As some of you may have noticed, recently I have been writing some articles for Radio Guide. There are several good reasons for this, but the most important one is education. I believe that terrestrial radio will be around for a few more years. As others have noted, there are fewer and fewer broadcast engineers. Those that understand high-power RF and all its intricacies are fewer still. It is important that a cadre of knowledgeable broadcast engineers carry on.
The internet is a great thing. However, it depends on cables of some type to exist. As we know, cables can be damaged. In addition to cables, there are routers, core switches, servers, and so on. All of that equipment can fail for various reasons. People have been working hard to improve the resiliency of the internet. That is a good cause, to be sure. However small it may be, there is still a chance that the internet can fail. Worse still, this can happen during some type of natural disaster or other emergency. Thus, during such an emergency, Radio can and will function as a vital information source provided that the station is on the air and has a program feed. That is also a good reason to keep the current RF STL paths in place as much as possible.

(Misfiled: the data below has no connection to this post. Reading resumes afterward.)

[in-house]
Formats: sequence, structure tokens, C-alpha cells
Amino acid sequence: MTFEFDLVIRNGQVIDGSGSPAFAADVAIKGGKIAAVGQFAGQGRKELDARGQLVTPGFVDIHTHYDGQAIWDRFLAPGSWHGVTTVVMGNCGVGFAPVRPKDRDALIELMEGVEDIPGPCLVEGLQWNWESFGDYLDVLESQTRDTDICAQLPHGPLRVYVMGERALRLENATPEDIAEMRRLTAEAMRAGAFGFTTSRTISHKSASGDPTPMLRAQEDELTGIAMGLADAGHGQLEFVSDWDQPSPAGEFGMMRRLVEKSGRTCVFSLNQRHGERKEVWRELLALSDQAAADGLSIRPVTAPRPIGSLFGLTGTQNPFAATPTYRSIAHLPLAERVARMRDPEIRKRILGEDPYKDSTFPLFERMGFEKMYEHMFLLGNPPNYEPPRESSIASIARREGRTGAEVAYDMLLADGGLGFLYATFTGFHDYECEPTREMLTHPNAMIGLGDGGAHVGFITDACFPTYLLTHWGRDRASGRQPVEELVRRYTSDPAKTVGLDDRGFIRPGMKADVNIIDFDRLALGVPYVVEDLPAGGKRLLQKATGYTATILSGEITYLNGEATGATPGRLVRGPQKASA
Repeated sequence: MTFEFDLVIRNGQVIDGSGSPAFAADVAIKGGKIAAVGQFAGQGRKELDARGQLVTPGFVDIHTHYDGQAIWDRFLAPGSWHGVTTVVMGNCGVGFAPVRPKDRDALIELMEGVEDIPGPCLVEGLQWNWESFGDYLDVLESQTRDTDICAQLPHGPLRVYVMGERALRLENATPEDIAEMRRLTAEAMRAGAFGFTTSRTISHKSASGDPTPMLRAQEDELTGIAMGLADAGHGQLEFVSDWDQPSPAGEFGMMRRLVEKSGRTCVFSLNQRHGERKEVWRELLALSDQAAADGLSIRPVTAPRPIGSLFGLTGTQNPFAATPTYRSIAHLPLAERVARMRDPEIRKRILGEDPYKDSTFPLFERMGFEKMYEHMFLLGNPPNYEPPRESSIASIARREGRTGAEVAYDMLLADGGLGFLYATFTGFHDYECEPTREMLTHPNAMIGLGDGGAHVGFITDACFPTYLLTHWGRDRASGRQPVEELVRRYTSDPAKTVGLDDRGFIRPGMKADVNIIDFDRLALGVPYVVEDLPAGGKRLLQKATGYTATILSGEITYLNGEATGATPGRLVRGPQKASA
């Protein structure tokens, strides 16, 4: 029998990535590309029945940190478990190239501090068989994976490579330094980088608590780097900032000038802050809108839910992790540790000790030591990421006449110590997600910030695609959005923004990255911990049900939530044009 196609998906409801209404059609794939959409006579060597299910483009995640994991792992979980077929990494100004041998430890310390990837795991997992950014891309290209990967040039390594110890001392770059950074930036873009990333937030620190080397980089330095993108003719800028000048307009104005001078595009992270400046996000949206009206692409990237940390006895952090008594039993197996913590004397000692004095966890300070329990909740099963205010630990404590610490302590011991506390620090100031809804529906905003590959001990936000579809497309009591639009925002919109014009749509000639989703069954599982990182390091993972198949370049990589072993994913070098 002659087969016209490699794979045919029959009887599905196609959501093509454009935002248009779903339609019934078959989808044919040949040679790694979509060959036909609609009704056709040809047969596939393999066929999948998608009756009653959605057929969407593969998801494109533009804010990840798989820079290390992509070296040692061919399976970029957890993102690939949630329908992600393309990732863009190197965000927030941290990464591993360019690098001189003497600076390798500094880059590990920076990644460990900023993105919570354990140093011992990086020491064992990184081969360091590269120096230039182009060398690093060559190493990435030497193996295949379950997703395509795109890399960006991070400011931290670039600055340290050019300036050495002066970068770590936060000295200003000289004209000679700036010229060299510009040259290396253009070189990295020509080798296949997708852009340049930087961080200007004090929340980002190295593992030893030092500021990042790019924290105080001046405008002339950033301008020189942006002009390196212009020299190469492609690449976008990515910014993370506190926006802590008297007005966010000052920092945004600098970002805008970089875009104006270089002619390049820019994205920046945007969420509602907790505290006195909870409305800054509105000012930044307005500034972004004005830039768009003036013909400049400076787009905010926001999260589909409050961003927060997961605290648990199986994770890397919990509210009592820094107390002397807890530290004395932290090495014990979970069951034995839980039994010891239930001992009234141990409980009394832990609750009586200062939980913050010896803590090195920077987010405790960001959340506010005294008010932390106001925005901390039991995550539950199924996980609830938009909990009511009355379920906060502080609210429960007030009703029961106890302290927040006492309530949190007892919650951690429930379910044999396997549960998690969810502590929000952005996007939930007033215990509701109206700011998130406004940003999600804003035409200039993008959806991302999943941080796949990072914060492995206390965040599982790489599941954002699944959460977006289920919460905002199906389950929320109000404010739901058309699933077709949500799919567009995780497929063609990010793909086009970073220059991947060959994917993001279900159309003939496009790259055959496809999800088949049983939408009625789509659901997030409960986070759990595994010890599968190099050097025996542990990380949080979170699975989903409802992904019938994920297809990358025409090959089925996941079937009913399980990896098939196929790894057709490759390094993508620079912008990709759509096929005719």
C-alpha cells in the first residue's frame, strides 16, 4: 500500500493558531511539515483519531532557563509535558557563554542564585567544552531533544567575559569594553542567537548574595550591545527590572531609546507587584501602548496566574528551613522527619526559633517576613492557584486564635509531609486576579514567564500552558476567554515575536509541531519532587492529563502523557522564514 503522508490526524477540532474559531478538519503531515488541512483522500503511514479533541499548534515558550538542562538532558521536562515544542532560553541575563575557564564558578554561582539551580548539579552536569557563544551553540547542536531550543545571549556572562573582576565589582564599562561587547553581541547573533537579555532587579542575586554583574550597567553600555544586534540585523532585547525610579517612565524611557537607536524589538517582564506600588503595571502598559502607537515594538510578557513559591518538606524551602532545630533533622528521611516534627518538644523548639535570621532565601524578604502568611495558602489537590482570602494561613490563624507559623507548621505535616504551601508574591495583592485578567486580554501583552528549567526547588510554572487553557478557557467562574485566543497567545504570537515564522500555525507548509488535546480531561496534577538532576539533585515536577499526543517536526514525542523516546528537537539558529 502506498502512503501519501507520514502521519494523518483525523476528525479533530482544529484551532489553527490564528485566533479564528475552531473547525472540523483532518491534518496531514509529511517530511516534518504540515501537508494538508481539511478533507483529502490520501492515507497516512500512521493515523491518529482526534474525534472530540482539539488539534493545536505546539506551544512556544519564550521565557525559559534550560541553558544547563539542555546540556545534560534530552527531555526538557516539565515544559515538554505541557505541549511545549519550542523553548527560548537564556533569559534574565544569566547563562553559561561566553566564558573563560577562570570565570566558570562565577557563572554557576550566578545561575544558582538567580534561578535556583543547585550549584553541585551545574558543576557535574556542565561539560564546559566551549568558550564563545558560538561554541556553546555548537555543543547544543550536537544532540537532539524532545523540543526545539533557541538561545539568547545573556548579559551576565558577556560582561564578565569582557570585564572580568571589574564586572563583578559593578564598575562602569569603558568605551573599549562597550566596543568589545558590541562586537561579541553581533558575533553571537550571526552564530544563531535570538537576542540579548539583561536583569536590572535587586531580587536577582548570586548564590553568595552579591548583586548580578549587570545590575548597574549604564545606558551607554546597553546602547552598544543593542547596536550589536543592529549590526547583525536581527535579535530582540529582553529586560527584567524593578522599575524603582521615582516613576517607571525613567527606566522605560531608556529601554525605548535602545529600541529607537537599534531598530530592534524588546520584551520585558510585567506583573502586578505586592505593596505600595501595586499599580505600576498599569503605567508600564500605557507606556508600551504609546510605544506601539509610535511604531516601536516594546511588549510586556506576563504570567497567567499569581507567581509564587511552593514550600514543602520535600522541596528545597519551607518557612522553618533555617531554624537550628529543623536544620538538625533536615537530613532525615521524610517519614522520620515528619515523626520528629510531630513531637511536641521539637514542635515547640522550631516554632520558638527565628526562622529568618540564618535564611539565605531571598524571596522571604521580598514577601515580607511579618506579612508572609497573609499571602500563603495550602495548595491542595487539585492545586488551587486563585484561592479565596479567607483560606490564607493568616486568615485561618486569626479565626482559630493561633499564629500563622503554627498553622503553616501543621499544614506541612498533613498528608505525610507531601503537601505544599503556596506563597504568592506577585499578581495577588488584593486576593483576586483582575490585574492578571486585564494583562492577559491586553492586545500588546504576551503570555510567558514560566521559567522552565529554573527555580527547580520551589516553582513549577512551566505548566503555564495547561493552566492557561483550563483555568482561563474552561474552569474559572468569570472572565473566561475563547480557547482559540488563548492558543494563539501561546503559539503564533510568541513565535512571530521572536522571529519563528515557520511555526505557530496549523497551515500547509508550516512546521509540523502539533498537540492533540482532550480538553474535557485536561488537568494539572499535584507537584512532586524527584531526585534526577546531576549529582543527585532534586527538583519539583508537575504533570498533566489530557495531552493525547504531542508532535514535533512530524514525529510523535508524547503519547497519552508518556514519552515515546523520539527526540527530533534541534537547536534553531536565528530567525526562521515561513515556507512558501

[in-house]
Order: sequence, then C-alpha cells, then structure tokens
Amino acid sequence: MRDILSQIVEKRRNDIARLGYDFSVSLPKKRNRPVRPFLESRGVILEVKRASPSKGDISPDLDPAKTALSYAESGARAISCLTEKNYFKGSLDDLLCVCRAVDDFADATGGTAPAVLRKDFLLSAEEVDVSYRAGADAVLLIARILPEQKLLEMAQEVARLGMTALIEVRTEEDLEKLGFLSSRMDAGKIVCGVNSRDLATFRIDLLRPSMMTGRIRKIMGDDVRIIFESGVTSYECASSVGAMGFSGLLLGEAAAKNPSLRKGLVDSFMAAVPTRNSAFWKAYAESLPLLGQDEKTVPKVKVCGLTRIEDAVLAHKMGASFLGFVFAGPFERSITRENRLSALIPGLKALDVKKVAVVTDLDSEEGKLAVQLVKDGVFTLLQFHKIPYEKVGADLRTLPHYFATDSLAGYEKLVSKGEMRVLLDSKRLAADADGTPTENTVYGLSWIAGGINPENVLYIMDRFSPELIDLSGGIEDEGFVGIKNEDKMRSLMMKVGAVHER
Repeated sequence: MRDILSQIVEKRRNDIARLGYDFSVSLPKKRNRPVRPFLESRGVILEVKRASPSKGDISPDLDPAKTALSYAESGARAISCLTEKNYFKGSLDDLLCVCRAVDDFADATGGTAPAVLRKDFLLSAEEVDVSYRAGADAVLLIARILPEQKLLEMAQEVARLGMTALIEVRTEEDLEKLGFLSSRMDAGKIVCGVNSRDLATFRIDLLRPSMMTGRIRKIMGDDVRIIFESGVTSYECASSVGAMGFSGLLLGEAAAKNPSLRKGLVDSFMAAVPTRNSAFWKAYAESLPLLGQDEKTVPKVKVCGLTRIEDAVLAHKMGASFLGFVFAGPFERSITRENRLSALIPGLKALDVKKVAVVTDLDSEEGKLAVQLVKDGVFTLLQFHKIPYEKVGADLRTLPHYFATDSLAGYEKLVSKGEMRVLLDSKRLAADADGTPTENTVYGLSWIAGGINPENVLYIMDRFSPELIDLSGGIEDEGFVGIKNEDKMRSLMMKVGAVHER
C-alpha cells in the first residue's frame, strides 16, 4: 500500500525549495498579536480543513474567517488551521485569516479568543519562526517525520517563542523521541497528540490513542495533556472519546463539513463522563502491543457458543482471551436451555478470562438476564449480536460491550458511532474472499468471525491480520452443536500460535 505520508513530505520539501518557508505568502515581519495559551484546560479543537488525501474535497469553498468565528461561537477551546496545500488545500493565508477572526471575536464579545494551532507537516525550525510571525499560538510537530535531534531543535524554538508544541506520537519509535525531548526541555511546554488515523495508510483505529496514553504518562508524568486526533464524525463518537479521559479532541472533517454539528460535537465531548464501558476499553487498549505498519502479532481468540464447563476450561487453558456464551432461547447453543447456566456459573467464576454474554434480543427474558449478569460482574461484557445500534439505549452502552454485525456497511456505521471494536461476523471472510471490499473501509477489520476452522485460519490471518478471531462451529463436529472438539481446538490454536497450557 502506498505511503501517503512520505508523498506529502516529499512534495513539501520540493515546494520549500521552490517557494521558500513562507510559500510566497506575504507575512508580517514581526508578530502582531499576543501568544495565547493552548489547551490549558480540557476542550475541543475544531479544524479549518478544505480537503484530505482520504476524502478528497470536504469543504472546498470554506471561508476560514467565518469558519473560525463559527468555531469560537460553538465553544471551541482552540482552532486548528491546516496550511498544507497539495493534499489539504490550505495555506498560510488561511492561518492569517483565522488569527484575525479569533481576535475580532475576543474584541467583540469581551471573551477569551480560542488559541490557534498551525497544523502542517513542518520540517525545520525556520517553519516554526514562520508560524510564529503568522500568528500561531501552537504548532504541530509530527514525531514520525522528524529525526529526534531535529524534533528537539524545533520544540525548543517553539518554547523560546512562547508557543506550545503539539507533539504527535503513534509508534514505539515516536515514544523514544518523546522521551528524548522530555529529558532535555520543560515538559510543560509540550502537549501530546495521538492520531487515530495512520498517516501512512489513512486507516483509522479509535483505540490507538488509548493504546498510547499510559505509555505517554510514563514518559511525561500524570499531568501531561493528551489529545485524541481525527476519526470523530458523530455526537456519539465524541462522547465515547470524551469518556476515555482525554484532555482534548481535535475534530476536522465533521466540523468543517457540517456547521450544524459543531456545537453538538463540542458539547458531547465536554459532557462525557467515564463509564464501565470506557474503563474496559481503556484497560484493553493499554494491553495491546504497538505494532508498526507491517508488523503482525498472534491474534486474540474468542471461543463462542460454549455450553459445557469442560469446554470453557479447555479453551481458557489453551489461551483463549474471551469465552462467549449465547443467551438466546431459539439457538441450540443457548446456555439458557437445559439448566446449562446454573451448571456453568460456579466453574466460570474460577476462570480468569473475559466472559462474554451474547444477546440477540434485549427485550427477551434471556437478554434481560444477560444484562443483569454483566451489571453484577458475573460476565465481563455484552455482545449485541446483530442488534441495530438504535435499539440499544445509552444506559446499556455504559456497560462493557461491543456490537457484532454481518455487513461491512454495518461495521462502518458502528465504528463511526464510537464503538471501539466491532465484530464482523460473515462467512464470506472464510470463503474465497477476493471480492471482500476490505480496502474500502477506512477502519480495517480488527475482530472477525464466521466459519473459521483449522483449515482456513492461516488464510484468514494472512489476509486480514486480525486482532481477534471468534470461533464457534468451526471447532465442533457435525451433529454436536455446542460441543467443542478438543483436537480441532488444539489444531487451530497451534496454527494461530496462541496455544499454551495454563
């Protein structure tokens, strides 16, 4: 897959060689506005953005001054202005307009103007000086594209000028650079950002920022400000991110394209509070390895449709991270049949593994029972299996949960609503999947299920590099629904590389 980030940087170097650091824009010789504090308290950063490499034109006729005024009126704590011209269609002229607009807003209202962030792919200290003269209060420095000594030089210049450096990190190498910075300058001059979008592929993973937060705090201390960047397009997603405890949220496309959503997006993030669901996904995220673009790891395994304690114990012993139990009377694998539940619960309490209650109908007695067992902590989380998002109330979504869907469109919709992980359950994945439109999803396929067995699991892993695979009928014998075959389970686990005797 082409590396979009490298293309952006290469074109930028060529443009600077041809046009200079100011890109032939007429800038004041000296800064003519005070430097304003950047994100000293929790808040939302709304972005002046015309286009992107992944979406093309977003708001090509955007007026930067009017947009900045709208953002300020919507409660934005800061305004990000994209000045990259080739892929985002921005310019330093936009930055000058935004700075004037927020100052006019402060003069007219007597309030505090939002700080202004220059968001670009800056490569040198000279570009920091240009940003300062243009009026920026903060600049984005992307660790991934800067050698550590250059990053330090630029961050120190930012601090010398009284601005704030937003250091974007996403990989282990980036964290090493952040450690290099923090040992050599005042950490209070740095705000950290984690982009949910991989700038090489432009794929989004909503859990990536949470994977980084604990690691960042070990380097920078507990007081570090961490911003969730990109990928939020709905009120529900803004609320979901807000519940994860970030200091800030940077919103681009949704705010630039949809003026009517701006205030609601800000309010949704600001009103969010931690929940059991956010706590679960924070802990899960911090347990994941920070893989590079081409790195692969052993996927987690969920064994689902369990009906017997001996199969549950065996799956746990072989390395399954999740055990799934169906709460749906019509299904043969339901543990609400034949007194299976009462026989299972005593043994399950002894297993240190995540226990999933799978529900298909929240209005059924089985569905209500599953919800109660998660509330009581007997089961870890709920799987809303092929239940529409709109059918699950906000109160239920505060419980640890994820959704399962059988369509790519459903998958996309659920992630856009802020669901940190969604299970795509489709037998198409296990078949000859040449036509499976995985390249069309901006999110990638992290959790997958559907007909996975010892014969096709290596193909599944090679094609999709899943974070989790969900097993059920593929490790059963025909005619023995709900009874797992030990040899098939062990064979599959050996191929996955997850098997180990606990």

The Radio Guide articles are a great way to pass along some of that hard-earned experience to others. I also want to put supplemental information here for those interested to download. Things like charts, forms, pictures, videos, etc.
What I am planning on is to list the articles here, then put links to any supplemental information provided below that subheading.